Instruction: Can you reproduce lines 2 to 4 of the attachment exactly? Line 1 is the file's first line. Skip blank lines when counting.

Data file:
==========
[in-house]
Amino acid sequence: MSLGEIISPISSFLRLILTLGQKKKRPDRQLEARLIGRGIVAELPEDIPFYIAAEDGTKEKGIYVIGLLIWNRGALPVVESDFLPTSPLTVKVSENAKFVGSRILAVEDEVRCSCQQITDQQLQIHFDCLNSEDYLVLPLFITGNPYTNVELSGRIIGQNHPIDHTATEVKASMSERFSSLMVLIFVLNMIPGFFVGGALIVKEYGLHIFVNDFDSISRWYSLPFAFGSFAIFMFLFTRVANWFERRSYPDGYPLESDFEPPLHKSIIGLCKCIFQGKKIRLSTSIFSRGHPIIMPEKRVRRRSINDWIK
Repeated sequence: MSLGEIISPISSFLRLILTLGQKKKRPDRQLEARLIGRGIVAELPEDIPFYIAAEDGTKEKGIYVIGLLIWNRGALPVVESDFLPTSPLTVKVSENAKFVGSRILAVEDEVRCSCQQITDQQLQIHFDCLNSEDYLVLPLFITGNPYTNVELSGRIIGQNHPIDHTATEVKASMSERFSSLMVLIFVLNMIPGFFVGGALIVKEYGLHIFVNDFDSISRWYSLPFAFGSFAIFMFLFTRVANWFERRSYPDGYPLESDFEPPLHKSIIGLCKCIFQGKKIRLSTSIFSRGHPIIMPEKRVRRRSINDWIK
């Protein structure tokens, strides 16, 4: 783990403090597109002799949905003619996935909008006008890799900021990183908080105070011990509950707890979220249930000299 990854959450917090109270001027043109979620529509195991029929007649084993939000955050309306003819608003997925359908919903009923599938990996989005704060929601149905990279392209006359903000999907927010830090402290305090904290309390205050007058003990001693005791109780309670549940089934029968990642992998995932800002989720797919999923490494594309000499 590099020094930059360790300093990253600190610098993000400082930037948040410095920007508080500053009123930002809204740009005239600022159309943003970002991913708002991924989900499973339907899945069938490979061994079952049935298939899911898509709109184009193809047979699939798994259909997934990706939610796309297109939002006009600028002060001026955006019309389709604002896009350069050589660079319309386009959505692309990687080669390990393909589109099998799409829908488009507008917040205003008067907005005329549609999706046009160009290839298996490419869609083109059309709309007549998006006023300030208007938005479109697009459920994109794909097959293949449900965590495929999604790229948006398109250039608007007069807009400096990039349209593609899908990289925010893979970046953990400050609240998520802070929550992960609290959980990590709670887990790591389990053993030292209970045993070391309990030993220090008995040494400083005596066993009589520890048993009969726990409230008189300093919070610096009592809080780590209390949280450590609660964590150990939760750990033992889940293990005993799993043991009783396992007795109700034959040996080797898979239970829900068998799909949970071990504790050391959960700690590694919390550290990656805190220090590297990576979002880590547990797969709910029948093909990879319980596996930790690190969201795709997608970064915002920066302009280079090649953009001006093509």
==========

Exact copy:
Amino acid sequence: MSLGEIISPISSFLRLILTLGQKKKRPDRQLEARLIGRGIVAELPEDIPFYIAAEDGTKEKGIYVIGLLIWNRGALPVVESDFLPTSPLTVKVSENAKFVGSRILAVEDEVRCSCQQITDQQLQIHFDCLNSEDYLVLPLFITGNPYTNVELSGRIIGQNHPIDHTATEVKASMSERFSSLMVLIFVLNMIPGFFVGGALIVKEYGLHIFVNDFDSISRWYSLPFAFGSFAIFMFLFTRVANWFERRSYPDGYPLESDFEPPLHKSIIGLCKCIFQGKKIRLSTSIFSRGHPIIMPEKRVRRRSINDWIK
Repeated sequence: MSLGEIISPISSFLRLILTLGQKKKRPDRQLEARLIGRGIVAELPEDIPFYIAAEDGTKEKGIYVIGLLIWNRGALPVVESDFLPTSPLTVKVSENAKFVGSRILAVEDEVRCSCQQITDQQLQIHFDCLNSEDYLVLPLFITGNPYTNVELSGRIIGQNHPIDHTATEVKASMSERFSSLMVLIFVLNMIPGFFVGGALIVKEYGLHIFVNDFDSISRWYSLPFAFGSFAIFMFLFTRVANWFERRSYPDGYPLESDFEPPLHKSIIGLCKCIFQGKKIRLSTSIFSRGHPIIMPEKRVRRRSINDWIK
């Protein structure tokens, strides 16, 4: 783990403090597109002799949905003619996935909008006008890799900021990183908080105070011990509950707890979220249930000299 990854959450917090109270001027043109979620529509195991029929007649084993939000955050309306003819608003997925359908919903009923599938990996989005704060929601149905990279392209006359903000999907927010830090402290305090904290309390205050007058003990001693005791109780309670549940089934029968990642992998995932800002989720797919999923490494594309000499 590099020094930059360790300093990253600190610098993000400082930037948040410095920007508080500053009123930002809204740009005239600022159309943003970002991913708002991924989900499973339907899945069938490979061994079952049935298939899911898509709109184009193809047979699939798994259909997934990706939610796309297109939002006009600028002060001026955006019309389709604002896009350069050589660079319309386009959505692309990687080669390990393909589109099998799409829908488009507008917040205003008067907005005329549609999706046009160009290839298996490419869609083109059309709309007549998006006023300030208007938005479109697009459920994109794909097959293949449900965590495929999604790229948006398109250039608007007069807009400096990039349209593609899908990289925010893979970046953990400050609240998520802070929550992960609290959980990590709670887990790591389990053993030292209970045993070391309990030993220090008995040494400083005596066993009589520890048993009969726990409230008189300093919070610096009592809080780590209390949280450590609660964590150990939760750990033992889940293990005993799993043991009783396992007795109700034959040996080797898979239970829900068998799909949970071990504790050391959960700690590694919390550290990656805190220090590297990576979002880590547990797969709910029948093909990879319980596996930790690190969201795709997608970064915002920066302009280079090649953009001006093509």